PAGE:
One of my favorite quotes is,  “Fishing is not so much about catching fish, but being in places where fish are likely to be.” Over the years, Wyndham and I fished together and we enjoyed catching fish, but more importantly, we experienced the joy of being together as friends and brothers in Christ. Being committed fishermen, we have fished in calm seas and rough seas, in daylight and darkness, and with many other friends. Fishing together provided many memories of spending time together and enjoying the blessings of life which God has so richly provided.
I have always appreciated the perspective which Wyndham shared with me. Living a thousand miles apart, our time together was limited to times when we traveled north to Boston or when Wyndham and Jeanie traveled south to Florida. I have always appreciated being able to pick up where we left off from our previous visit as though time had not been a factor in our relationship. 
Fishing with Wyndham meant time to focus on important things in addition to catching fish.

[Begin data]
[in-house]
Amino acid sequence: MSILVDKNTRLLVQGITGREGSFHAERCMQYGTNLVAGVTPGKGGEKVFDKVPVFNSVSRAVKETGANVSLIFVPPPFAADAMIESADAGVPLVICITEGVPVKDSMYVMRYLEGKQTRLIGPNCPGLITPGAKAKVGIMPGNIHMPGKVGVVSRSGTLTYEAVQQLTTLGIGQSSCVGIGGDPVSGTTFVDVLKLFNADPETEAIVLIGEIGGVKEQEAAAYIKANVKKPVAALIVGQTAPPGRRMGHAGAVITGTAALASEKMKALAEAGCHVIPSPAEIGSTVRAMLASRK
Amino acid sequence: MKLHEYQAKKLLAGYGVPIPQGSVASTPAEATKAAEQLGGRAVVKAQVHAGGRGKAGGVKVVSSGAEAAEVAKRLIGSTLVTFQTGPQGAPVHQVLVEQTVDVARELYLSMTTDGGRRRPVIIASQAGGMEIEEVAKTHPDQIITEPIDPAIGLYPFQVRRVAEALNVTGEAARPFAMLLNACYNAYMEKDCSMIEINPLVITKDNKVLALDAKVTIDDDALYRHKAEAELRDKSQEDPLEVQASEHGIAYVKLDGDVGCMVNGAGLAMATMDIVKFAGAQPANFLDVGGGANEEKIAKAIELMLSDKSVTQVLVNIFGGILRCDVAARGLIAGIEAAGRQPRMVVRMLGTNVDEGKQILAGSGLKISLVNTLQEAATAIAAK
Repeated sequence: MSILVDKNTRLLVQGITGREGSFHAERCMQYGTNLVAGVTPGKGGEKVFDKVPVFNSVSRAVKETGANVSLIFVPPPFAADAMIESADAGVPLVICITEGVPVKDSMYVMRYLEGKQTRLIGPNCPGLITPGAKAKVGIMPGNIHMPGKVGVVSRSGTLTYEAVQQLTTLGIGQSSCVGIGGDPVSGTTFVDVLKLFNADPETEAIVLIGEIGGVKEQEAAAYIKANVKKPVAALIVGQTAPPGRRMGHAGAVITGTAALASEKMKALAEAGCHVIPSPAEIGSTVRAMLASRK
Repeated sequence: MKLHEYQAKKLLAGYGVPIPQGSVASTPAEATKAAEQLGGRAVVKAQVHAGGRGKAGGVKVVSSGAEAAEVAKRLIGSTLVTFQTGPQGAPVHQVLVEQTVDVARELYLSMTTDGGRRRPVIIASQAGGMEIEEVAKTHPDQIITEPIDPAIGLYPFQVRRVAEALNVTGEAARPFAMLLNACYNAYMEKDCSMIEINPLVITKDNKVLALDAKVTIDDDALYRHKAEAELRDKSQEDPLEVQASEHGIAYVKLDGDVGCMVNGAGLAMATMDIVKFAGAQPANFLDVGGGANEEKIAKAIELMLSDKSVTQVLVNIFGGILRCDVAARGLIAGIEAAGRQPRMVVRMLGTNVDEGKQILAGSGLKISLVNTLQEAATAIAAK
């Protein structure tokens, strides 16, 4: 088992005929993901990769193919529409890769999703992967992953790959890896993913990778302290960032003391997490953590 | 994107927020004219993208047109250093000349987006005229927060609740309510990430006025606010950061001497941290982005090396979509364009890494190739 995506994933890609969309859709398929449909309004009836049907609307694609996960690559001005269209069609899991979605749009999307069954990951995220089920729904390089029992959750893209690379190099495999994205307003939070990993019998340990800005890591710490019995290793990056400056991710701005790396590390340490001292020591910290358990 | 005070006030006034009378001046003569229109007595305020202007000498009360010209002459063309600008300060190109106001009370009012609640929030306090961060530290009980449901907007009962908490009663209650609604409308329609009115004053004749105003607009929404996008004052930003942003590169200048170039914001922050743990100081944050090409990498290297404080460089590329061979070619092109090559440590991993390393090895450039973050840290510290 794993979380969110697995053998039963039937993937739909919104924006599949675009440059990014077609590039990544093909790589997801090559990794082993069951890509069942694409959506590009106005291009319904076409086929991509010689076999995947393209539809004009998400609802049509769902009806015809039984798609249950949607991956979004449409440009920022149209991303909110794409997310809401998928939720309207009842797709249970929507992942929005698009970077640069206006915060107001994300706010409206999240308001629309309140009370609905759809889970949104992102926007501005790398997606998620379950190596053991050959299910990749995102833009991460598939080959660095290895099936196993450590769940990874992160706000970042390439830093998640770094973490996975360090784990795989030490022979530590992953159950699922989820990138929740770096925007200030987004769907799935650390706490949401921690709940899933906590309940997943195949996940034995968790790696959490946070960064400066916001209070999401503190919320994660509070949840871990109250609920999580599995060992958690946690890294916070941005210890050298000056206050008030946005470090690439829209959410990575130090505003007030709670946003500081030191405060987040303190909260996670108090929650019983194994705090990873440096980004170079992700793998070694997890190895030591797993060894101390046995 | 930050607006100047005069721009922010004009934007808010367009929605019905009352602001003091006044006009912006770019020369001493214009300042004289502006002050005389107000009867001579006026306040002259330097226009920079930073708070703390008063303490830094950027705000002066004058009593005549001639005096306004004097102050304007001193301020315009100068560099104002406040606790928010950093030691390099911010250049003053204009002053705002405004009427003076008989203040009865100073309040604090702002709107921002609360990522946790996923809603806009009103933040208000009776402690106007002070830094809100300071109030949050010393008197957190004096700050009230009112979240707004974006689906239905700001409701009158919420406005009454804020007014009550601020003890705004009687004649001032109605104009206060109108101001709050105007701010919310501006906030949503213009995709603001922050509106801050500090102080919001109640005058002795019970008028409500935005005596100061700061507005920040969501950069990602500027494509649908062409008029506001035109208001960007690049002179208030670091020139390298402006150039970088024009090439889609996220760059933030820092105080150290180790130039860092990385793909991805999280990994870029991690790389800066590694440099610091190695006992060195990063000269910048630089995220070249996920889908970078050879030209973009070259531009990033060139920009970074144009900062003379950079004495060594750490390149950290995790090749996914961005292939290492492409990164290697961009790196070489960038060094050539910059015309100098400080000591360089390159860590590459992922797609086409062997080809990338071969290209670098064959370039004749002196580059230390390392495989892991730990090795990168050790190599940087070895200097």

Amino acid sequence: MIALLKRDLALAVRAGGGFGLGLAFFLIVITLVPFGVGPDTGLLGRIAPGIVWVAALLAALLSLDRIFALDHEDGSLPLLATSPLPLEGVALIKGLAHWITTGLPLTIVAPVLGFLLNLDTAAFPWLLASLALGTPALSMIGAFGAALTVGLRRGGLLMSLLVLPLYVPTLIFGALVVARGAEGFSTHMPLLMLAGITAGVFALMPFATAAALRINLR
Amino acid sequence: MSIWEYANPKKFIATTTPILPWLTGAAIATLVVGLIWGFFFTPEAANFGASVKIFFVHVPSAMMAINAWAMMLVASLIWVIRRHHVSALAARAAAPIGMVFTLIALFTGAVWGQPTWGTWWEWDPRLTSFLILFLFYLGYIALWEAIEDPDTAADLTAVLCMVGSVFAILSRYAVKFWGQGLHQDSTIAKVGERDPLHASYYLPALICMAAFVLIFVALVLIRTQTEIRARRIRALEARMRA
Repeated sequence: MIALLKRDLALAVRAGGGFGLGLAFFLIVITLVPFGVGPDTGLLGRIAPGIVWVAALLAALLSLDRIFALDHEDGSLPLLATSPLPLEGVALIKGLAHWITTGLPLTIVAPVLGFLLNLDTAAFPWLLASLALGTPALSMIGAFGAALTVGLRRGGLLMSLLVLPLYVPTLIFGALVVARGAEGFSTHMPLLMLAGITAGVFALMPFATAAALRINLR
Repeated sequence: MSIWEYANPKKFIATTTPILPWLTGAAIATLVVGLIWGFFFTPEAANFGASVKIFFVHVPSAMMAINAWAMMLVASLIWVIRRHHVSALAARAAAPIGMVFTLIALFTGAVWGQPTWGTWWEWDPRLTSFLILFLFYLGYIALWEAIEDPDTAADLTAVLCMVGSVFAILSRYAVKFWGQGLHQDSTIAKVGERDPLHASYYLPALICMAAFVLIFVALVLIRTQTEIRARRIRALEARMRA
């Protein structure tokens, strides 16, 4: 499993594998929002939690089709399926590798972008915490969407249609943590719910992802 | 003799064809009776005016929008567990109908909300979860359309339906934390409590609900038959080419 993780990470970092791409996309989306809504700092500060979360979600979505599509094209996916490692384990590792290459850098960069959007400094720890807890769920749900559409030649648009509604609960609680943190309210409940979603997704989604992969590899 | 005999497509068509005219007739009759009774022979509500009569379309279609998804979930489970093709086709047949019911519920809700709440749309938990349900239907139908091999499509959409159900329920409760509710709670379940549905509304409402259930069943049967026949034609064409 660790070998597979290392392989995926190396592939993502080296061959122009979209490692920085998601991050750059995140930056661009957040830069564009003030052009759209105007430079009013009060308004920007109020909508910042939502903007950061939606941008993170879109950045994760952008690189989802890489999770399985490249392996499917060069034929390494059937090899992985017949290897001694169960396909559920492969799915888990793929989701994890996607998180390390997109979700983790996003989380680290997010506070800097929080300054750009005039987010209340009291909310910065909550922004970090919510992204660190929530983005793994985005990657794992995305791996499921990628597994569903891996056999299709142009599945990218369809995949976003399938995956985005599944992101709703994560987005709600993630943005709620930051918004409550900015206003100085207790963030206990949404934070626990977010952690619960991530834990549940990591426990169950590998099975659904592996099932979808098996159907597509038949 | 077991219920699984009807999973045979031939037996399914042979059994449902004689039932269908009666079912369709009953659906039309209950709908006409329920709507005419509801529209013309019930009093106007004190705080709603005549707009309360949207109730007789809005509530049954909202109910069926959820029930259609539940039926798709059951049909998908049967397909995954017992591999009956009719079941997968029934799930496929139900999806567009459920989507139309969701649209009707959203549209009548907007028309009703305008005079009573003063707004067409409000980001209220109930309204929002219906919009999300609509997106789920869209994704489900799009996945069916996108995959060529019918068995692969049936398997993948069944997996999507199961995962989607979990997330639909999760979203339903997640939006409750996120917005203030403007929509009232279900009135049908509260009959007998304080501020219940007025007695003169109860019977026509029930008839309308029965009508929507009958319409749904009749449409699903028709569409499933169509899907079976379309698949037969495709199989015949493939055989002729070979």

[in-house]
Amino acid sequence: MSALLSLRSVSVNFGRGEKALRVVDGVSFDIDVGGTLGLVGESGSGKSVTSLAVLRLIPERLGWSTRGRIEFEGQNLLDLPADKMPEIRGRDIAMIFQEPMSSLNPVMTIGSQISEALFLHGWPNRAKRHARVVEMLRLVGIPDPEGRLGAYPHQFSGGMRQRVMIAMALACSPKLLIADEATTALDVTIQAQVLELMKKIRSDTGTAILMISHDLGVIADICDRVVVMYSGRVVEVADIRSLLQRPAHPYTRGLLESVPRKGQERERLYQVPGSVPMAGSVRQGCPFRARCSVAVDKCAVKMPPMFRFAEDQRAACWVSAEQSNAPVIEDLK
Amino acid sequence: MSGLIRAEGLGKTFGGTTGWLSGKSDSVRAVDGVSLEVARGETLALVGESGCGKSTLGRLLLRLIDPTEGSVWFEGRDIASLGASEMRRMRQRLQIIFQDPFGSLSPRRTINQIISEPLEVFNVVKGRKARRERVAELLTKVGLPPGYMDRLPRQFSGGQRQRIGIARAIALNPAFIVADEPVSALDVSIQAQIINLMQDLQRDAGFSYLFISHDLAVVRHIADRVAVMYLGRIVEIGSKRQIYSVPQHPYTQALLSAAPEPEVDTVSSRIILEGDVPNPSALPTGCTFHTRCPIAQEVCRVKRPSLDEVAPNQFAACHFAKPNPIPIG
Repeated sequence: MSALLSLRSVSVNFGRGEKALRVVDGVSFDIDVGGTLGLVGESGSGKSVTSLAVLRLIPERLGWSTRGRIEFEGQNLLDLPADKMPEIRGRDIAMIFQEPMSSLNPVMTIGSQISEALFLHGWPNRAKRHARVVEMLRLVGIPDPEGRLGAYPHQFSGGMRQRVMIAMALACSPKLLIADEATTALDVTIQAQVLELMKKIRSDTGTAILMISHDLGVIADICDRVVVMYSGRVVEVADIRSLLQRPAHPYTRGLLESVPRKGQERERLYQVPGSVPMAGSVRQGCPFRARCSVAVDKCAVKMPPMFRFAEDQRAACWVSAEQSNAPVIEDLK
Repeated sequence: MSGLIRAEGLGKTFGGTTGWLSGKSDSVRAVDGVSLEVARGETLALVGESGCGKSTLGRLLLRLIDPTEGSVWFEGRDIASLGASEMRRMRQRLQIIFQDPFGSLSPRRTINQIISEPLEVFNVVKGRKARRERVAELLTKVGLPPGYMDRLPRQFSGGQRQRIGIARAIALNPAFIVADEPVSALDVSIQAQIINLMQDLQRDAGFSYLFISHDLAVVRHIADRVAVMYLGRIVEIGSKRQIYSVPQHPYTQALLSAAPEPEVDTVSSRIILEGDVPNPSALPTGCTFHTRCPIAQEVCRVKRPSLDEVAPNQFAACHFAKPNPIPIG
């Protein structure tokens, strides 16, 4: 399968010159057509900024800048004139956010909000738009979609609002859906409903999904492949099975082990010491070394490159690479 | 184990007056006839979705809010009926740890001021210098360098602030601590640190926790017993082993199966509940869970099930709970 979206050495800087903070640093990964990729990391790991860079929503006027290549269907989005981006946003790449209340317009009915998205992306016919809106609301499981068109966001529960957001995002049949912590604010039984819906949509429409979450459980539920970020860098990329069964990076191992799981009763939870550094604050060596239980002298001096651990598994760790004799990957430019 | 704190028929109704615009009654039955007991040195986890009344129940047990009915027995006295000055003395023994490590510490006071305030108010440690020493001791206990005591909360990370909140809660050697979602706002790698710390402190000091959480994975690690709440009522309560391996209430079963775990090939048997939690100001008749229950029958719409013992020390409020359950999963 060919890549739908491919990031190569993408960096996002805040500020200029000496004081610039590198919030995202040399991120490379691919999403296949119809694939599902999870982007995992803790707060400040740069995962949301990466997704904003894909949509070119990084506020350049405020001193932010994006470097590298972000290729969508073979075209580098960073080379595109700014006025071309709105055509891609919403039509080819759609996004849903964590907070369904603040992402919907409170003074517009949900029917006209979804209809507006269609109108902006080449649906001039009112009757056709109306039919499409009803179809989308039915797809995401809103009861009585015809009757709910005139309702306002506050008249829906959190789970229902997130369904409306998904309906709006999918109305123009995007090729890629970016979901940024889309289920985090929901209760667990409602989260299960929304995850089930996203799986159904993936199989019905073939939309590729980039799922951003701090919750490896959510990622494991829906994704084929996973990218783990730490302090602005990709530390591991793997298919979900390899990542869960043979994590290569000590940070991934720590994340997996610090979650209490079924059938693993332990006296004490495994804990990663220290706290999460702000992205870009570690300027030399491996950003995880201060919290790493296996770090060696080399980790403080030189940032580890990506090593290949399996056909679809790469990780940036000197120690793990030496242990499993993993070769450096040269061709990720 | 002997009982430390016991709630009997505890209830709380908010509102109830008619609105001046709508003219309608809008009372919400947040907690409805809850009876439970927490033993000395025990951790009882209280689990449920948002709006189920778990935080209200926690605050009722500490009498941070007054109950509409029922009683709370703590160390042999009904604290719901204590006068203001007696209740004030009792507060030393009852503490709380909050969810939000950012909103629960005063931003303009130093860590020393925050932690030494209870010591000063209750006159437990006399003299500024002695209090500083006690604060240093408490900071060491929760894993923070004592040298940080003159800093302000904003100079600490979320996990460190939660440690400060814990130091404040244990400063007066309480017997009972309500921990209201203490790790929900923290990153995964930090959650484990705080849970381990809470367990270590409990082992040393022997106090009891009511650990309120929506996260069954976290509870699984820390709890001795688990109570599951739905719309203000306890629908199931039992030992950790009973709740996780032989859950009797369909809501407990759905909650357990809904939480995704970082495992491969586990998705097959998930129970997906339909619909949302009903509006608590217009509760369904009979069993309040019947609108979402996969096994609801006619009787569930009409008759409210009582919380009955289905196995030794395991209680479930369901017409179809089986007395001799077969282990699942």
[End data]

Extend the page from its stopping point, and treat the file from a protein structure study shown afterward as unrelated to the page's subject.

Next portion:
Wyndham has a great understanding of boundaries and when to speak and when to listen.  As an elder, he shared with me about the need for fellow elders to be open to one another and be willing to hear what others had to say. He stressed the need for openness and accountability, and honesty and vulnerability.  He has always been able to blend his experiences with God’s word, and his love for others. His gentleness and humility have allowed him to have relationships that transcend the norm.
I always appreciated that we could have a conversation and Wyndham would offer his thoughts without passing judgment. That quality allowed him to keep the doors open for further conversation.  That being said, he was not reluctant to speak the truth in love and encourage others to do the same. He has the ability to be helpful without taking over.
17  But the wisdom that comes from heaven is first of all pure; then peace-loving, considerate, submissive, full of mercy and good fruit, impartial and sincere.
18  Peacemakers who sow in peace reap a harvest of righteousness (James 3:17-18).